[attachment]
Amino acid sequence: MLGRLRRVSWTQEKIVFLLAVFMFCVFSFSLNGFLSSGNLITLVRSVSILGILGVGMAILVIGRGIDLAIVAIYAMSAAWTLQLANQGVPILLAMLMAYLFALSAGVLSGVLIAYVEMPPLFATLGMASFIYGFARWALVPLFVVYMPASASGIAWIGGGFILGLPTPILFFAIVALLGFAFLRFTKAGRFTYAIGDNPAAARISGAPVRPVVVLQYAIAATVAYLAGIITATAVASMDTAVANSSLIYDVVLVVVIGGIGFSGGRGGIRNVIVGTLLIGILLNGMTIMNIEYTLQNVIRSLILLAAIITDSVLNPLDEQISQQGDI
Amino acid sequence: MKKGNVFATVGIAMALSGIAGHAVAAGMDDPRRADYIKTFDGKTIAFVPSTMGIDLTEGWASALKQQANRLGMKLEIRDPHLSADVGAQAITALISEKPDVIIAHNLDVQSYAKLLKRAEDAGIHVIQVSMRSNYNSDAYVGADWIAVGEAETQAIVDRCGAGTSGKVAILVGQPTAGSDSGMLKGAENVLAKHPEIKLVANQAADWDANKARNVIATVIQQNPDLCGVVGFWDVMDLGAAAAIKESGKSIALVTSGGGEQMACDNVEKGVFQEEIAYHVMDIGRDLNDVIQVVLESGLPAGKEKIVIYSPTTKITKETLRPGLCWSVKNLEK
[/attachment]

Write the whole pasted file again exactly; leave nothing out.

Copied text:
Amino acid sequence: MLGRLRRVSWTQEKIVFLLAVFMFCVFSFSLNGFLSSGNLITLVRSVSILGILGVGMAILVIGRGIDLAIVAIYAMSAAWTLQLANQGVPILLAMLMAYLFALSAGVLSGVLIAYVEMPPLFATLGMASFIYGFARWALVPLFVVYMPASASGIAWIGGGFILGLPTPILFFAIVALLGFAFLRFTKAGRFTYAIGDNPAAARISGAPVRPVVVLQYAIAATVAYLAGIITATAVASMDTAVANSSLIYDVVLVVVIGGIGFSGGRGGIRNVIVGTLLIGILLNGMTIMNIEYTLQNVIRSLILLAAIITDSVLNPLDEQISQQGDI
Amino acid sequence: MKKGNVFATVGIAMALSGIAGHAVAAGMDDPRRADYIKTFDGKTIAFVPSTMGIDLTEGWASALKQQANRLGMKLEIRDPHLSADVGAQAITALISEKPDVIIAHNLDVQSYAKLLKRAEDAGIHVIQVSMRSNYNSDAYVGADWIAVGEAETQAIVDRCGAGTSGKVAILVGQPTAGSDSGMLKGAENVLAKHPEIKLVANQAADWDANKARNVIATVIQQNPDLCGVVGFWDVMDLGAAAAIKESGKSIALVTSGGGEQMACDNVEKGVFQEEIAYHVMDIGRDLNDVIQVVLESGLPAGKEKIVIYSPTTKITKETLRPGLCWSVKNLEK